Students who miss class for legitimate reasons have 5 school days in which to make up the work they miss. There are no make-up opportunities for work missed for illegitimate reasons, including homework. After legitimate absences, however, it is the student’s responsibility to schedule an appropriate time with me to make up such assignments. Failing to meet this deadline will result in the loss of credit for those assignments. Don’t let this happen to you! If you miss a class, assume you have missed an assignment and ask me what you must do to make it up. (Assuming you didn’t miss anything is an easy route to a zero.) Students who have missed class for especially lengthy periods of time (i.e., more than 5 school days) should meet with me as soon as possible to make special arrangements for the completion of missed work.
Any student who has performed poorly on a quiz may retake that quiz within 5 school days from the day on which the original assignment was returned to the student. (No retakes are allowed for homework assignments, tests, or exams.) The scores of the first and second attempts will be averaged, and this new, averaged score will replace the old one. Only one retake per quiz is allowed. No retakes are permitted for quizzes that were refused credit or were missed for illegitimate reasons.
Assignments which span multiple days (e.g., projects, essay drafts, and final papers) must be submitted on time according to your teacher’s instructions. Work submitted later in the day but on the same day it is due will receive a half-grade (2.5%) penalty; each day the work is late will incur a full-grade (5%) penalty. Because homework assignments play an integral role in the next day’s lesson, late homework will not be accepted, resulting in a loss of that day’s Class Participation credit (i.e., -5 points). With a note from a parent/guardian, exceptions will be made for extenuating circumstances in accordance with school policy. In addition, students who anticipate such circumstances later in the term may request in writing a deadline extension of one or more days, at the instructor’s discretion.
The scope of our course content is broad: while our primary efforts will involve the reading and analyzing of text-based works, we will also explore fantasy literature through graphic novels, artwork, music, film, and gaming. Students will even have opportunities to create some fantasy literature of their own.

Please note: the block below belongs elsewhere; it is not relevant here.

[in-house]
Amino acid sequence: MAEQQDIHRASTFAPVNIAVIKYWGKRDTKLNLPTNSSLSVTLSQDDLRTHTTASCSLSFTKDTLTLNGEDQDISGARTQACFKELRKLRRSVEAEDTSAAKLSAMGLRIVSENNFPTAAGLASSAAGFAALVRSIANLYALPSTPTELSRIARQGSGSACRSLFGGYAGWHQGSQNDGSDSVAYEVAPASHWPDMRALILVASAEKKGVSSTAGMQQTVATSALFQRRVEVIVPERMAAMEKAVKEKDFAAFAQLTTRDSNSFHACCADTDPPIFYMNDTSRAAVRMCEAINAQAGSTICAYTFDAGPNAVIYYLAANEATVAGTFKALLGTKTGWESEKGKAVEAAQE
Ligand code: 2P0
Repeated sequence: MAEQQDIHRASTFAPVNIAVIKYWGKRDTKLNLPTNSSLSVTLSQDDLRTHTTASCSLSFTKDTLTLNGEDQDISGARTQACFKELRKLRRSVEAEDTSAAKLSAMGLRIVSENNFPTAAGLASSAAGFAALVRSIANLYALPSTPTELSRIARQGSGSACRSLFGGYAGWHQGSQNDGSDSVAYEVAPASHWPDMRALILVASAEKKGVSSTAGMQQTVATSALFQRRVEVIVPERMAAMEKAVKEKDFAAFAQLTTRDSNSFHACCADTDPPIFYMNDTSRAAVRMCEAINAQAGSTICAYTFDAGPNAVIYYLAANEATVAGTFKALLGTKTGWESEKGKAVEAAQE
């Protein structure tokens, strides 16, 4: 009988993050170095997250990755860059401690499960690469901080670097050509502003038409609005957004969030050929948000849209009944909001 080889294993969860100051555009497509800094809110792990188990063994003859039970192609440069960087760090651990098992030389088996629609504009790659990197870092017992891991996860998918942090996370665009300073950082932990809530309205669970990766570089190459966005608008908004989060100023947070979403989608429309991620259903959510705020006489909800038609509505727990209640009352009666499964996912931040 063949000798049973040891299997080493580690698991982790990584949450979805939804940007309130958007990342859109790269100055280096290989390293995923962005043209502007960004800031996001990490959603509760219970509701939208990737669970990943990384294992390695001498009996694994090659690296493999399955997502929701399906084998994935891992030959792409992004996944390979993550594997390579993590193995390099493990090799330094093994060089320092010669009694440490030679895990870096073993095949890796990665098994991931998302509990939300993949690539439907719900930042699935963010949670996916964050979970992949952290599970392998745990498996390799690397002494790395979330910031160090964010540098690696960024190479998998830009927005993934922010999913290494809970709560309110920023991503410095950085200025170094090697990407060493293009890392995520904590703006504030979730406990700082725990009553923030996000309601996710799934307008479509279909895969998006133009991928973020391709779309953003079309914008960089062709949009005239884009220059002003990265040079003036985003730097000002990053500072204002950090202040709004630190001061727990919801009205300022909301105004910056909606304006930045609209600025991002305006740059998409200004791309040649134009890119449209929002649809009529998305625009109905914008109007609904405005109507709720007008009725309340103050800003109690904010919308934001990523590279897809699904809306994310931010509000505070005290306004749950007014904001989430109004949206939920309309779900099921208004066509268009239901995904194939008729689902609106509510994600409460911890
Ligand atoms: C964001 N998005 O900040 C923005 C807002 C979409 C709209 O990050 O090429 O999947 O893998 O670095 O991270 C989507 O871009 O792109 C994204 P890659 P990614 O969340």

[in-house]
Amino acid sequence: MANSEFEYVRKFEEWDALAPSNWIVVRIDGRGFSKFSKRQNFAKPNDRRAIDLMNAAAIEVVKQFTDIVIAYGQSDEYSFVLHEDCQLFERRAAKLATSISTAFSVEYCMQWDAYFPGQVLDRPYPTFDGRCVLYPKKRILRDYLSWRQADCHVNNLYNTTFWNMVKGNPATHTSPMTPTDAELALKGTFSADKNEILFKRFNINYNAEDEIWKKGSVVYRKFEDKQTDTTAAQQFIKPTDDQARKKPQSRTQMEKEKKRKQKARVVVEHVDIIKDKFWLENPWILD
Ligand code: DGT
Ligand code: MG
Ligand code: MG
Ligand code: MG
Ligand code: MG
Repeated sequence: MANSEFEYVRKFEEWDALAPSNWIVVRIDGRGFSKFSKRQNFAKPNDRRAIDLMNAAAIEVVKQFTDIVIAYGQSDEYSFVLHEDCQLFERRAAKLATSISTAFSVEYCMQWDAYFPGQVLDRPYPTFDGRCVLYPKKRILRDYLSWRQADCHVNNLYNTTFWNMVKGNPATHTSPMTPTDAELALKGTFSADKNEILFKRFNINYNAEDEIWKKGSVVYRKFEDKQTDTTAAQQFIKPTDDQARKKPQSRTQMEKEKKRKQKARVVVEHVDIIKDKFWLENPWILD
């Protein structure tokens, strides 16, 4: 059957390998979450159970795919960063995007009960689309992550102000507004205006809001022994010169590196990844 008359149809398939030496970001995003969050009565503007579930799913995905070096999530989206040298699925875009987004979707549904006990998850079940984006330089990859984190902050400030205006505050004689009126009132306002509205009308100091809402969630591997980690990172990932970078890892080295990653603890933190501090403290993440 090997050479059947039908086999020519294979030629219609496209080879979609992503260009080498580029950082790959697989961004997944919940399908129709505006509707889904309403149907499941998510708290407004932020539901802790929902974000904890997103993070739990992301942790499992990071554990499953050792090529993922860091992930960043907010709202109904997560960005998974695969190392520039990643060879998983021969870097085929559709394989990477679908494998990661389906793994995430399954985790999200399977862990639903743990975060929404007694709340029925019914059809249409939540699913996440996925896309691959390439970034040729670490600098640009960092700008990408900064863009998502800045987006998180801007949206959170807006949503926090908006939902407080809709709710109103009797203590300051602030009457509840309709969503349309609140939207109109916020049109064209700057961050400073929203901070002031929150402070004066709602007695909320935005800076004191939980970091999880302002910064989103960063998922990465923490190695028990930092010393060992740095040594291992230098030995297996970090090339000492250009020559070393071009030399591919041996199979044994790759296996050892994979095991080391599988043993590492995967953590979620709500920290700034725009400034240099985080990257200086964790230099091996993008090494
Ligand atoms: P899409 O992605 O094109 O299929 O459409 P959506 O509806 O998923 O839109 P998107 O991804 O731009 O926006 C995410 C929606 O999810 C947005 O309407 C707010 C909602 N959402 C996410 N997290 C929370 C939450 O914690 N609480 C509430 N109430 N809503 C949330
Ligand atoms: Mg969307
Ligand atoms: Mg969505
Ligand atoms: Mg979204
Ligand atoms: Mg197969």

Food & Drink
It is our school’s policy that students be allowed to eat food and drink beverages in class. Please keep in mind that this allowance is a privilege and not a right. If students abuse this privilege, it will be taken away. If you must have lunch or a snack during class, do so in a quiet, clean, and orderly manner during the first ten minutes of class. It goes without saying that you will make use of the high school’s waste and recycling systems. If you need to get your lunch from the school’s cafeteria or vending machines, take care of this between classes or, if necessary, at the start of class after notifying me. (Note: dropping your books off in the classroom does not constitute “notifying me.”)
Students are expected to uphold the highest levels of academic honesty. Quite simply, this means playing by the rules, demonstrating your own (and only your own) knowledge according to your teachers’ instructions, and never representing the work of another as your own. Naturally, certain forms of collaboration are appropriate: studying together for quizzes, tests, and exams is acceptable, as is working together to complete a translation assignment for class. However, copying a classmate’s homework assignment and claiming it as your own work is unacceptable, as is sharing information or using any form of unauthorized notes while taking a quiz, test, or exam. The consequences for cheating, plagiarism, and other forms of academic dishonesty — as outlined in the student handbook — are serious. The honorable life is not always easy, nor, in this world, is it always as appreciated as it should be, but in the end it’s the only one worth living.
That said, I offer you my best wishes for an exciting, challenging, rewarding year ahead with a morsel of ancient wisdom for your consideration at the start of this great adventure: Fortuna favet fortibus!
It is vital to this educational process that we communicate. Ask questions in class or between classes. Meet with me during free periods or after school. If you have a concern, let me know about it so that I can do what I can to sort it out.
Although I teach both Latin and English classes, I am based in the Foreign Language Department. Students and parents may contact me through the Foreign Language Resource Center (FLRC), where I have a mailbox. Leave phone messages with our educational assistant, Vera Nichols (603 / 643-3431 x 2607), or contact me directly by email (firstname.lastname@example.org).
You will find links below to view or download a 4-page PDF version of this Course Standards document.